Shall the state representative from this district be instructed to vote in favor of a resolution calling upon Congress to propose an amendment to the U.S. Constitution affirming that (1) corporations are not entitled to the constitutional rights of human beings, and (2) both Congress and the States may place limits on political contributions and political spending?

      • I fear you have the cart before the horse

        I understand and share your desire to reverse or refine Citizens United. I also understand and share your perception that “bottom-up” movement is an attractive strategy for accomplishing this.

        Having said that, in my view the proposed ballot question is premature. I think the first step is to define a contemplated solution (for example, the text of a proposed constitutional amendment). I think the ballot questions come after that first step.

        • Risk of alienation

          By strictly defining the language of an amendment at such an early stage you risk alienating individuals that disagree with your exact wording but otherwise share your goal. I strongly believe we need to build a base and then form the language.

          Numerous debates between Free Speech for People’s Jeff Clements and Rootstriker’s Lawrence Lessig over the Peoples Rights Amendment and Public Financing Amendment illustrate this point exactly. Despite the fact that Jeff and Lawrence are in 99% agreement, a dispute over exact wording puts them at odds and threatens to split the ‘take back democracy’ movement before it even gets off the ground.

          • Mistake

            The first question that most people will ask: what is the text of your amendment? If your answer is “we don’t know” it makes the whole enterprise look silly.

            An amendment that strips corporations and associations of all speech and due process rights would be a colossal error. Do you really intend to strip first amendment protections from newspapers?

            • Two points

              1. We do not have to answer ‘we don’t know.’ The ballot question clearly explains that we instruct our state legislators to support a Constitutional amendment that affirms (1) corporations are not entitled to the constitutional rights of human beings, (2) the federal and state governments can place limitations on political spending (i.e. contributions and expenditures).

              While that is far from committing to specific amendment language, it is also far from ‘we don’t know.’ The non-silliness of our enterprise is demonstrated by the fact that signatures have been collected to put this question on the ballot in just under half the state.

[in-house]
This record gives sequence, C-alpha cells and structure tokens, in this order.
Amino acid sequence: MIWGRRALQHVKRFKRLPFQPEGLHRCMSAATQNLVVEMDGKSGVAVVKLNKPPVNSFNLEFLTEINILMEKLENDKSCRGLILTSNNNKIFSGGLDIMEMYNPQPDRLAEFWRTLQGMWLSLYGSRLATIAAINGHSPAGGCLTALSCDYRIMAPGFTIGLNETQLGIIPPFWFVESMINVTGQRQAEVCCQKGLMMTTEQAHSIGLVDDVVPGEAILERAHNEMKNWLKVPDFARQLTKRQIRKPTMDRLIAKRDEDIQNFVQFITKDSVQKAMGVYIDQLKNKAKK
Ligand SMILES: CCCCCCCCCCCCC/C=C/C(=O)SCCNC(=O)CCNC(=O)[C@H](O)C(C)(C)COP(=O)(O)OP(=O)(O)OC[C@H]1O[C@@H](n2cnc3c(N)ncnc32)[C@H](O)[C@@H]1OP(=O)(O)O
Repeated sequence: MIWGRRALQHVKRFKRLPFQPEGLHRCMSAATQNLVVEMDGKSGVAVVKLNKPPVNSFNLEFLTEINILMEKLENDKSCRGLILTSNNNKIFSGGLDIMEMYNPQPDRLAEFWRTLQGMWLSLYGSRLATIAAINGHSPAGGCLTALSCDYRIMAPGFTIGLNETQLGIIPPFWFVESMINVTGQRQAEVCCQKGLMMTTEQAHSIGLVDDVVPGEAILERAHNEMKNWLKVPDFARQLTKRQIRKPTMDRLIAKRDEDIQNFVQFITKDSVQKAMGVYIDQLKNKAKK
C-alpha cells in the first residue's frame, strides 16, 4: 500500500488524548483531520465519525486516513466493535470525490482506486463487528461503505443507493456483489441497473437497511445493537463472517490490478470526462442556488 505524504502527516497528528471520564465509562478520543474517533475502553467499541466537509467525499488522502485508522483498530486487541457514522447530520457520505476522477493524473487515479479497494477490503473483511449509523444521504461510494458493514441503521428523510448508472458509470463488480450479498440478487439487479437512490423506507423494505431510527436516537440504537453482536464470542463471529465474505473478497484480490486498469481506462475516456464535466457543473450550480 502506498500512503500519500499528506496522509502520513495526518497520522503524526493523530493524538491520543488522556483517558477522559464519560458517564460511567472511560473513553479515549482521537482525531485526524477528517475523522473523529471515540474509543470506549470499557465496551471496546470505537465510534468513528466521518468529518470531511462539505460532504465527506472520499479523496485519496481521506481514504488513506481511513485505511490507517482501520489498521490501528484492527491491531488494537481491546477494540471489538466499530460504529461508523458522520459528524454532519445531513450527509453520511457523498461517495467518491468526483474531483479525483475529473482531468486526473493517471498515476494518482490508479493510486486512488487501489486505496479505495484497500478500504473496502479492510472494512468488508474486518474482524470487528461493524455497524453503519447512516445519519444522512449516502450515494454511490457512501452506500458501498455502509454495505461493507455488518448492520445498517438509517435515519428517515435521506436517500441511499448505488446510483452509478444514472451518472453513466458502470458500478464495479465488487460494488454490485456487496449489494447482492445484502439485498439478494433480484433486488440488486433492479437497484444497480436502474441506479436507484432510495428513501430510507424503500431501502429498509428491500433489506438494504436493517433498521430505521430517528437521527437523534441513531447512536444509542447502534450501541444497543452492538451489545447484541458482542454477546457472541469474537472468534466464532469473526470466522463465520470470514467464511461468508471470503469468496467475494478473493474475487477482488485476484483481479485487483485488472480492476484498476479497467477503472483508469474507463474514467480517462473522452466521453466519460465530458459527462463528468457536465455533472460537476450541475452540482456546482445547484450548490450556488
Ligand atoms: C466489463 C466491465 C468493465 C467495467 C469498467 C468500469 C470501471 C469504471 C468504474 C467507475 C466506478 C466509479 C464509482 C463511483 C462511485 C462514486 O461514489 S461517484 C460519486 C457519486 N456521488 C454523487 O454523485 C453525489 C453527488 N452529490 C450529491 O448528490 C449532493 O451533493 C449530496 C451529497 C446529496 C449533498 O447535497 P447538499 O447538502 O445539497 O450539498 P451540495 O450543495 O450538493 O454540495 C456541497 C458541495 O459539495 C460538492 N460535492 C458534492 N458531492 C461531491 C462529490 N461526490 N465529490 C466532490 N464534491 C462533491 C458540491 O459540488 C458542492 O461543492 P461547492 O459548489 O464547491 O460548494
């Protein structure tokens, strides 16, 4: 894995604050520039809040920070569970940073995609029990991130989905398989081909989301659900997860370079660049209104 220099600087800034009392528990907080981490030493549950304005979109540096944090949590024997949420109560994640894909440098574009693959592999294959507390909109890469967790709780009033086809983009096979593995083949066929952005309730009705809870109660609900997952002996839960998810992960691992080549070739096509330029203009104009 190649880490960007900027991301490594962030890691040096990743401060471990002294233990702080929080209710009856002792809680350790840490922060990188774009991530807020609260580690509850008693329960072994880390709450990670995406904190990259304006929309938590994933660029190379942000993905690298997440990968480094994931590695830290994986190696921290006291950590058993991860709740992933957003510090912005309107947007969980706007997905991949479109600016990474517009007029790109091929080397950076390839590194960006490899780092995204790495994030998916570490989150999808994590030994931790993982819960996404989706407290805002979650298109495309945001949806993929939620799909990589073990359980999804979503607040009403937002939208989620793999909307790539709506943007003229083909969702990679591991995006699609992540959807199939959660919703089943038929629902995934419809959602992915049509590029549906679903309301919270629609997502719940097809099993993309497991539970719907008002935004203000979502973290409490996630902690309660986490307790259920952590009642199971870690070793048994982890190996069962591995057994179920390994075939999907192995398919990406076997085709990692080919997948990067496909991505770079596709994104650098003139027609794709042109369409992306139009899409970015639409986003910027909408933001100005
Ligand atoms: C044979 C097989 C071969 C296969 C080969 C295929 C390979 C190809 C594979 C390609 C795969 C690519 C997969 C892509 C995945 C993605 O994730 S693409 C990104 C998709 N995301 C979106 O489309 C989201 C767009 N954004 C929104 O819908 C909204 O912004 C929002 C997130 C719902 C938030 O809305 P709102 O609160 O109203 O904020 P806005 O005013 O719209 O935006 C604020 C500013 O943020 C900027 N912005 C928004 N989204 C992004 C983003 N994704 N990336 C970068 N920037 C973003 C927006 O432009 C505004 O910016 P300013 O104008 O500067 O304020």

2. Nobody said anything about stripping First Amendment rights for associations or press. These rights are clearly enunciated by the First Amendment. On the other hand constitutional rights for corporations are not enunciated (A corporation is not a mere association as it only exists by state statute). Quotes from just about every Founder indicate that the Constitution was not intended to protect corporations. Jurisprudence until the last 30 years has followed this intent.

              This does not mean that a corporation is not entitled to any rights at all, only that those rights are not protected by the Constitution. The rights of a corporation are to be enshrined in the state charter that brings the corporation into existence. It is up to the state legislature, and by extension the people, to determine what those rights are.

  3. Why not call for a constitutional convention?

    I don’t understand this proposal at all. Getting a constitutional amendment passed by Congress requires a two-thirds vote of both houses, to which I can only say “Good luck with that”. But, amendments can also be proposed by a constitutional convention, which Congress must call “on the Application of the Legislatures of two thirds of the several States”. If we’re going to ask state legislators to take action towards the enactment of an amendment to reverse Citizens United, that action should in my opinion be to call for a constitutional convention for that purpose. A constitutional convention under Article V has never happened, but the threat of one has been enough in the past to prod a recalcitrant Congress into proposing an amendment themselves; this happened with the 17th Amendment that provided for the direct election of US Senators.

    • A good point.

      The likelihood of any anti-Citizens United proposal (or any other proposal, for that matter) getting 2/3 of both houses of Congress seems to be zero. A con-con would certainly be dramatic, but especially if it could be restricted to a particular subject such as campaign finance, it would be well worth considering.

      • I think a Con-Con is a bad idea

        I’m not sure there is any way to limit the scope of a constitutional convention. I fear that convening a constitutional convention might well create a monster, given the essentially unlimited funding of the right wing and their control of the media.

        Reversing Citizens United is important. It is also a thorny legal and constitutional issue. I note, as daves has observed above, that the proponents of this ballot question do not offer the text of any proposed amendment. In my view, this is an issue where the “cure” might be far worse than the disease.

        The first step towards reversing Citizens United must be a specific proposed amendment. Until then, this strikes me as a pointless exercise.

        • "convening a constitutional convention might well create a monster"

          That’s always been my worry as well. But, as far as I know, there are no rules for what a con-con may or may not consist of, so I don’t see why Massachusetts couldn’t call for a con-con limited to a specific issue, or even a specific proposal, but refuse to call for a broader convention.

« Blue Mass Group Front Page

Add Your Comments

You must be logged in to post a comment.

Mon 24 Apr 11:21 AM